I haven't been feeling like I have something to say about it, you understand, just that I ought. Precise measurement and comparison of outrage (Abu Ghraib v. Nick Berg) has become the right-wing talking point of the day, a simple metric to determine who a blogger (or a Congressman, or a news editor) likes better: Al Qaeda, or America. Wade through enough of that stuff and you do tend to start asking "so why haven't I posted about it?" But it's more than just that, of course. I looked at pictures of Berg's grieving family yesterday and thought, the world should stop. What happened to their son is so outrageously awful that the world should just stop, for a moment.
Someone wrote to Josh Marshall accusing him of caring more about partisan politics than he does about Berg's murder, saying that "the fact that you've gone on a rant over Sen. Inhofe's comments (which is probably appropriate) and continued your assault on the the president and have neglected to give even one line to this guy who was brutally slain for being one of us just sickens me." Here's Josh's response, every word of which could have come from my own head:
You've just misjudged how I run the site and why I do so. I don't write about everything I think. I don't write just to say that X is good or Y is bad. I write when I feel I have something I can add to a discussion, and only then. I could write a post saying that I thought Berg's execution was horrifying and awful and that I couldn't get to sleep last night because the ugliness of the images wouldn't leave my mind. But what would that tell you? That al Qaida is awful and that I think they're awful too? Perhaps I simply have nothing to add. The online world has lots of vociferous me-too-ism, going on record saying in fist-clenched tones things I think we all know we all feel. That's fine; I just don't like doing that.Some blogs do a pretty good job of comprehensive coverage. If you want lots of short reactions to events as they happen, read Atrios. If you want in-depth analysis of every aspect of the news and American politics, read Kos. That's not my style. Like Josh Marshall, I pretty much just post when I think I have something to add - some new slant or overlooked point or, especially, some scientific expertise. That doesn't happen on every story.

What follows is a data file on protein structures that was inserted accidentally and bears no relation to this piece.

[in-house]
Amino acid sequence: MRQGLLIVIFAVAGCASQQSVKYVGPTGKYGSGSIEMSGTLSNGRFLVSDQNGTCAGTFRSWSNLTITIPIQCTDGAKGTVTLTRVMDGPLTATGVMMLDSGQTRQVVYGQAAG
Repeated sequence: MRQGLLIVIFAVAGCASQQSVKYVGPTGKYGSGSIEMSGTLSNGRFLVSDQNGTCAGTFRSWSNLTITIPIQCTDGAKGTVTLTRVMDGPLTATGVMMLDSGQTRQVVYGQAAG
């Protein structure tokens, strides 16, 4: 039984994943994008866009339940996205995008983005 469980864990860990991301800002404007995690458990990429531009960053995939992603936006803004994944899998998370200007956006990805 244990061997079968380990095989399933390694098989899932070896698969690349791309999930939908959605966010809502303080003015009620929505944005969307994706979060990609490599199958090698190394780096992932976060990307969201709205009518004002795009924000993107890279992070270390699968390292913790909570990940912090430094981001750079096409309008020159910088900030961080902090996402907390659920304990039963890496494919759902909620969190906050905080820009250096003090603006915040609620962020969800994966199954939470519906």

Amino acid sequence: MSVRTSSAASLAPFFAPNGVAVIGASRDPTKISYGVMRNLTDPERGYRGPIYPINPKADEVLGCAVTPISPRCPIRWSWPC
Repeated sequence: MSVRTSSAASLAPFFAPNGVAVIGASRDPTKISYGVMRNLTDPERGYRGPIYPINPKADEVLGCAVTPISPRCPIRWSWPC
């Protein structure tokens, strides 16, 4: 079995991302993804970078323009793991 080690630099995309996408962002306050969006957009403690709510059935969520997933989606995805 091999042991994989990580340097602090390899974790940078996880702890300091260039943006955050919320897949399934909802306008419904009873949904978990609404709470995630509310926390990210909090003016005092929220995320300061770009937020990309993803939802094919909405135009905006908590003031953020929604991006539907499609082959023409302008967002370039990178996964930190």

If I were to make an analytical post about Nick Berg's execution, I'd say this: They claim they murdered Nick Berg in retaliation for the Abu Ghraib pictures. Get real. Berg had been missing since April 9, long before the pictures hit the net. They probably were waiting for a good propaganda moment to kill him, but they would've found another one - some military action, some civilian death, something to "justify" what they'd been planning to do all along. Al Qaeda doesn't need a reason to kill American civilians, remember? Especially not Jewish civilians. If they'd really wanted "retribution" for American military abuses at Abu Ghraib, wouldn't they have gone after one of the 150,000 members of the American military who just happened to be on hand? They picked an unarmed civilian because that's always been their favorite target. And all the right-wingers blaming Berg's murder on the U.S. news media's decision to release the photos - they all know that. Never before have they accepted the idea that Al Qaeda had to be incited to commit atrocities.
That's what I'd say if I were going to make an analytical post. But this is all I really want to say about what happened to Nick Berg:
They made him recite the names of his family members to the camera, and then they cut off his head. What the hell kind of a world is this?